Skip to main content
eScholarship
Open Access Publications from the University of California

UC Santa Barbara

UC Santa Barbara Electronic Theses and Dissertations bannerUC Santa Barbara

The Materiality of Aztec Agricultural Deities: From Tenochtitlan to the Provinces

  • Author(s): Aguilera, Elizabeth Johnstone;
  • Advisor(s): Peterson, Jeanette F;
  • et al.
Abstract

This study interrogates the ritual function of Aztec agricultural deities across various media to discover how material objects were perceived as animate and sacred. In addition, it addresses the following themes as they relate to the objects themselves: the instantiation of sacred essence in ritual performance, consumption as metaphor for sacrifice, and the reach of imperial power in provincial regions or the relationship of center and periphery. To do so, I examine a corpus of Aztec sculptures of female agricultural deities, made out of stone and paper, dough, and polychrome ceramic primarily, from provincial sites of central Mesoamerica (ca. 1325-1521). In both the capital of Tenochtitlan and the provinces, public rituals involving female agricultural deities solidified the interconnectedness between the material and spiritual realms; however, their prevalence in the provinces likely emphasizes their association with the agrarian economy. Whereas previous studies of Aztec ritual have privileged textual and pictorial accounts, I concentrate my analysis on extant concrete evidence (from museum collections and archaeological sites) and its relationship to Aztec ritual practices outside of Tenochtitlan.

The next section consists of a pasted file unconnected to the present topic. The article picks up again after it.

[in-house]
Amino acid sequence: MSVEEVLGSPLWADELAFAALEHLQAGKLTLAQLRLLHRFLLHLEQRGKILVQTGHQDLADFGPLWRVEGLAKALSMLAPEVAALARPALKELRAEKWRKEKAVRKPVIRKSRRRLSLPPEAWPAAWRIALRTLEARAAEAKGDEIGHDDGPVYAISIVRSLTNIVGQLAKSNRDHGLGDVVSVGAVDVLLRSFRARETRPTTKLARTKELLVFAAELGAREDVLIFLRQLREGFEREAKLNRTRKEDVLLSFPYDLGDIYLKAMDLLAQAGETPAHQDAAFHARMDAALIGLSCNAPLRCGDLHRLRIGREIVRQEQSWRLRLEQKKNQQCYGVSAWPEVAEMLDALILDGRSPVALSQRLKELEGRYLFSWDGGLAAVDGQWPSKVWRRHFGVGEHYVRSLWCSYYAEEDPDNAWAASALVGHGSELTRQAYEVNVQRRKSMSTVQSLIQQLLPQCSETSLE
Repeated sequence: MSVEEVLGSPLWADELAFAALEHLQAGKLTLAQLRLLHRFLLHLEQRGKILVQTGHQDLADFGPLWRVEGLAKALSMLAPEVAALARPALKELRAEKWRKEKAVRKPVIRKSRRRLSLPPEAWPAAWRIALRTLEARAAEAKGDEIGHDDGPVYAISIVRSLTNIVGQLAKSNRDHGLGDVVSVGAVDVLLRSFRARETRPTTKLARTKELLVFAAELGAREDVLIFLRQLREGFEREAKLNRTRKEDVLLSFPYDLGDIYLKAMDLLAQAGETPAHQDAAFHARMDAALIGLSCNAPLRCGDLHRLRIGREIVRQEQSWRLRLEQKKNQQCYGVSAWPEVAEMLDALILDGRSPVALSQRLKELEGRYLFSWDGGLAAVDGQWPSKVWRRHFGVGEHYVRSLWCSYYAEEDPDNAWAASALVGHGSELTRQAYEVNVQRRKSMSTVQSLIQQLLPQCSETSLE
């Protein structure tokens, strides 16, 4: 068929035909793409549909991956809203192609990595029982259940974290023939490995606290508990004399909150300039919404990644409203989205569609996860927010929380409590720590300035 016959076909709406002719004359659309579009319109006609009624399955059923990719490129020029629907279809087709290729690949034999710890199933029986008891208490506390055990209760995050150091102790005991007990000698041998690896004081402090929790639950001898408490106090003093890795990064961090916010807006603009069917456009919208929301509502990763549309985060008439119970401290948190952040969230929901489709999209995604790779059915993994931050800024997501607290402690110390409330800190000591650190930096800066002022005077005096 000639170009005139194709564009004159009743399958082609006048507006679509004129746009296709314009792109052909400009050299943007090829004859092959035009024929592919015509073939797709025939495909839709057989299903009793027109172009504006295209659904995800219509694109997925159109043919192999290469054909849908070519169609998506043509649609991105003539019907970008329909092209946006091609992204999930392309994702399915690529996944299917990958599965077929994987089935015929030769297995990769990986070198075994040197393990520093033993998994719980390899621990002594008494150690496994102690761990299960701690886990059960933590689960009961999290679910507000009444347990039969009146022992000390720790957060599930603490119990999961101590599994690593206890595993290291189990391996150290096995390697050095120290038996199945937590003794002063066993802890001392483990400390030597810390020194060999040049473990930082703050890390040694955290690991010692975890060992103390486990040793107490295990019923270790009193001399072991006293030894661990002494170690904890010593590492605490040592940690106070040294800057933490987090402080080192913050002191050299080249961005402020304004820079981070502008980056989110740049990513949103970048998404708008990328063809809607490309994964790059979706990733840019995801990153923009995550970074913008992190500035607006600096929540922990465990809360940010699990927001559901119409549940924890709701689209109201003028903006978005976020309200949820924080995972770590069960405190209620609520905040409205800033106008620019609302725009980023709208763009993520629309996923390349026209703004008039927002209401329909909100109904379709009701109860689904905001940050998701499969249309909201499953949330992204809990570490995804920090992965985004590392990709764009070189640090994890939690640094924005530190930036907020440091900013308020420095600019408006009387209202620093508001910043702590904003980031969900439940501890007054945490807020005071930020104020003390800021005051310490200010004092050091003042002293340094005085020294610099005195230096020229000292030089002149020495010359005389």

This study contributes to a broader understanding of Aztec ritual and sacrality, particularly as it relates to the nature of sacred imagery within the ceremonial life of provincial peoples. In this dissertation, I move beyond the simplistic categorization of Aztec female agricultural deities identifiable by diagnostic traits, to understand how they functioned in a ritual context. I focus on their materiality as it relates to an animate Mesoamerican universe in order to understand the interconnectedness of the physical environment and ritual activity. By examining the complex histories of objects related to ritual activity, I hope to further our understanding of the engagement of Aztec social communities with the material essence of sacred objects and, more broadly, explore the religious and political relationship between Aztec provinces and the state.

Main Content
For improved accessibility of PDF content, download the file to your device.
Current View